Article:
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Harold fails to stop my birthday party

SUNDAY MAGAZINE
By Peter Theuri | June 13th 2021
Harold can’t stop my birthday party, even if I am an unlucky one ...

It is my birthday today.

This is why I have been cheekily asking all churchgoers who love transparency, and who are children of the light, to make sure their offertory follows the 80/20 principle.

The 80/20 Pareto principle states that, for many outcomes, roughly 80 per cent of consequences come from 20 per cent of the causes.

We do not need a four-figure mathematical table to tell who Gitegi’s biggest problem is, and so he gets 20 per cent of the offertory. The rest is slipped into my palms discreetly as I stand in the doorway sanitising the faithful’s hands.

By Friday evening, I had collected Sh169, which, added to my savings from conning Harold, totalled Sh310. This might remind you of a certain pastor.

The pastor has been our role model, Harold and I, because of his audacity (or you think it is normal for potassium permanganate, which only Sue and I have heard of in the village, to make it inside a church?)

Now, 169 is a special number for me. It is 13 squared. I know you do not love mathematics but you can count yourself lucky I take time to offer lessons, however bad. I was born on the 13th. Friday the 13th is considered a historically unlucky day. Many people claim that 13 is generally an unlucky number.

It was on October 13, 1307, when scores of French Templars were rounded, tortured into admitting heresy, and murdered. The Knights Templar Order was then disbanded. I refuse to believe Harold was not among the advisers of King Philip IV of France who arrested the Templars.

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So, to make the long story even longer, I believe I am the unluckiest Pete on earth. To live under the same roof with Harold is proof enough. And now at 26 (which is two times 13, again), I should be moving out of the house. But he does not let me; I slave for him.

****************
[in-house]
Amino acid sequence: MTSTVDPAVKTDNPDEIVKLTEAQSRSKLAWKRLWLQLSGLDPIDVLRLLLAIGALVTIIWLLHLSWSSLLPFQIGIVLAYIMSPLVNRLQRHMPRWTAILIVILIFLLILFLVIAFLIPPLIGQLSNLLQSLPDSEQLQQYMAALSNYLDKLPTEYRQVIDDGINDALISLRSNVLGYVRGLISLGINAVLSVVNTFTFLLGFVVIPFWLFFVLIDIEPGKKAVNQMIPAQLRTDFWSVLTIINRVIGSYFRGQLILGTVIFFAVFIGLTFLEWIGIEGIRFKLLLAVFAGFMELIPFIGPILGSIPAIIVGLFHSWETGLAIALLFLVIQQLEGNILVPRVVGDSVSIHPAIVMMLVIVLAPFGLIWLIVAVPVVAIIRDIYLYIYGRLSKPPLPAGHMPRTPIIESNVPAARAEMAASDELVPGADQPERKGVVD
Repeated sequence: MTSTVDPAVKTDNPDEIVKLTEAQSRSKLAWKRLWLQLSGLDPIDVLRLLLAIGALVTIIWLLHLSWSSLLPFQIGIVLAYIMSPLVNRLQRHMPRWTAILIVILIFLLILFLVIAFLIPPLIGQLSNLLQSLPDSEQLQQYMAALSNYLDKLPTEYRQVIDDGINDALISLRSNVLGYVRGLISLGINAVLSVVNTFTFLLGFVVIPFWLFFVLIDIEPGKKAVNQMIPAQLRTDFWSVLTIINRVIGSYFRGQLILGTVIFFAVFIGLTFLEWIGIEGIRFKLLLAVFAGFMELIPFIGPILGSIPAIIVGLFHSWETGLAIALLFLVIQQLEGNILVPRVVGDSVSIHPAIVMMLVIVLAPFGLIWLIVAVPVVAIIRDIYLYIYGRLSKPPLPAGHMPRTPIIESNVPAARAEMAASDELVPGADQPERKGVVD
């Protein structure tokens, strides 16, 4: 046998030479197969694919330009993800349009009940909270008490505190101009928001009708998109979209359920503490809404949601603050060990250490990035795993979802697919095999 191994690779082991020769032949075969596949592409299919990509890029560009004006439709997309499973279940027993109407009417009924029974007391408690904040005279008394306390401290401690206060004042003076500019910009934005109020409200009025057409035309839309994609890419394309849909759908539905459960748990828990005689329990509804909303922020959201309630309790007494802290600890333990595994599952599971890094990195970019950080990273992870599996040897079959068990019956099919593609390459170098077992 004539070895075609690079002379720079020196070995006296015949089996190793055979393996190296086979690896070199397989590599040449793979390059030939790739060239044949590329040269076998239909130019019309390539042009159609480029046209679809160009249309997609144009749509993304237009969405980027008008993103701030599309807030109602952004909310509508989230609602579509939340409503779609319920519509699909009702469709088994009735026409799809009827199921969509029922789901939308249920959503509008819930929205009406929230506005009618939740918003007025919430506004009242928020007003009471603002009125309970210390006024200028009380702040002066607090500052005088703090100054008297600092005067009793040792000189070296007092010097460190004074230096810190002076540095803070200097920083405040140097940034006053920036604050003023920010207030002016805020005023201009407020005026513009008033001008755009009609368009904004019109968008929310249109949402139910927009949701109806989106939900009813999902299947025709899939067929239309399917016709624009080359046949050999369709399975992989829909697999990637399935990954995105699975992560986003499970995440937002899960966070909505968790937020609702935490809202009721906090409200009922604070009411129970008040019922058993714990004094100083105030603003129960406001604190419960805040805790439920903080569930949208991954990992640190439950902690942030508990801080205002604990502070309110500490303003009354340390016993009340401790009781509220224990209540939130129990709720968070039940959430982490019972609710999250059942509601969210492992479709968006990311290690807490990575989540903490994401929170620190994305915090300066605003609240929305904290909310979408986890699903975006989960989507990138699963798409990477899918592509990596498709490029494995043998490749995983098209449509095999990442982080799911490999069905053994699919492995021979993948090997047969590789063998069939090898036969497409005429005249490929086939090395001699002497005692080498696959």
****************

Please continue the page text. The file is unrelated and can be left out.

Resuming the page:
“My birthday is this coming Sunday,” I told him last Sunday as we sat wondering who had been stealing part of the offertory.

“So what? You want to be born again? I will pray for you on Sunday,” he retorted, his heart pounding under his cassock almost as if he had sensed the pilferer was near him. When they said set a thief to catch a thief, they were right; Harold will spot another thief with his eyes closed.

I told him I wanted a cake. He blurted out something to do with me going out to look for a share of the national cake if I wanted, and that I should not be telling him about cakes because if he had decided not to feed me, I would have died before my 13th birthday. 

I decided to punish him by heading straight to Gitegi’s finest baker, Sue, who agreed to bake me a cake for my birthday for a fraction of my loot. Sue knows how to knead the dough, and if you remember, she did not make a fuss when Harold, instead of bringing her flowers, brought ‘flours’ to celebrate Valentine’s Day two years ago.

At least one member of every family visits Sue’s. She took the initiative of informing them that the following Sunday would be my birthday. Could they, please, inform their kin that there would be subsidised wine at the pub and a colourful cake cutting?

So today, at dawn, Harold and I ambled out of the house, his cassock billowing in the morning wind, and headed for the church. To the amusement of one of us, the faithful had heeded the call of sin and were away from the church.

I told Harold I would go and call everyone to order and sped off to the pub where, with dance and song, I was received. The usher asked what I drink and one of the deacons promised she would be converting some water in a cauldron to tea for those who, in the spirit of famous words in ‘Firirinda’, do not drink wine.

A frustrated Harold dumped his cassock in church an hour later and came to drown his sorrows in the pub.

He was furious to find out I was the reason his congregation had abandoned him and he shoved me into a cauldron of water, bellowing: “You wanted to be born again. Happy Bathday.”

Tea drinkers could now only whine, or drink wine.

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